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Insulin delivery methods: Past, present and future
Many patients with advanced type 2 diabetes mellitus T2DM and all patients with T1DM require insulin to keep blood glucose levels in the target range.
The most common route of insulin administration is subcutaneous insulin injections. There are many ways to deliver insulin subcutaneously such as vials and syringes, insulin pens, and insulin pumps.
Though subcutaneous insulin delivery is the standard route of insulin administration, it is associated with injection pain, needle phobia, lipodystrophy, noncompliance and peripheral hyperinsulinemia.
Therefore, the need exists for delivering insulin in a minimally invasive or noninvasive and in most physiological way. Inhaled insulin was the first approved noninvasive and alternative way to deliver insulin, but it has been withdrawn from the market.
Technologies are being explored to make the noninvasive delivery of insulin possible. Some of the routes of insulin administration that are under investigation are oral, buccal, nasal, peritoneal and transdermal. This review article focuses on the past, present and future of various insulin delivery techniques. This article has focused on different possible routes of insulin administration with its advantages and limitation and possible scope for the new drug development.
The prevalence of diabetes is increasing throughout the world. The International Diabetes Federation estimated million people had diabetes in and is expected rise to million by Discovery of insulin was one of the greatest medical discoveries of the last century. All patients with T1DM and many patients with long standing T2DM require insulin therapy to achieve good glycemic control.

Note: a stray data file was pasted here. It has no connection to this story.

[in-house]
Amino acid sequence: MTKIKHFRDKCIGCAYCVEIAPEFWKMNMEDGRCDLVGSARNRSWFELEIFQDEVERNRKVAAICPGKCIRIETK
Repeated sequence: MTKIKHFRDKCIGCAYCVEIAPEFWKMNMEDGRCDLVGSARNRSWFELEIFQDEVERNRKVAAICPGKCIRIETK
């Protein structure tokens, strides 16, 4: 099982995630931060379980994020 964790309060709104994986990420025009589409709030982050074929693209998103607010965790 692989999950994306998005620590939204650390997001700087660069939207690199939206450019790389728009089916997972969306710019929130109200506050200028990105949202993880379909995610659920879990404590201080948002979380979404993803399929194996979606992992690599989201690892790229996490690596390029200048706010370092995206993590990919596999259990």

Hence, initial research focused on the purification of insulin. Insulin is a peptide hormone, therefore, destroyed by gastric acid if taken orally.
Intradermal absorption of insulin is not reliable, and it cannot mimic physiological insulin secretion.
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In addition, intradermal, intramuscular and intravenous therapy is not suitable for self-administration daily. Subcutaneous route of administration is widely preferred method for administration of insulin because of the ease of self-administration. It has limitations like pain at injection site, lipodystrophy, noncompliance by the patient, etc.
This review article focuses on the development of the past and present methods to deliver insulin with a perspective on anticipated developments.
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Insulin can be administered subcutaneously via various methods such as vial and syringe, insulin pen and continuous subcutaneous insulin infusion CSII [ Figure 1 ]. The advantages and disadvantages of each subcutaneous insulin delivery system are reviewed here and summarized in Table 1.
In , 2 years after the discovery of insulin, Becton, Dickinson and Company BD made a syringe specifically designed for the insulin injection. To reduce the incidence of needle associated infections, disposable syringes were developed. BD mass produced the first glass disposable syringes in , called the BD Hypak. It is the first device to combine an injection port and an inserter in one complete set that eliminates the need for multiple injections without having to puncture the skin for each dose.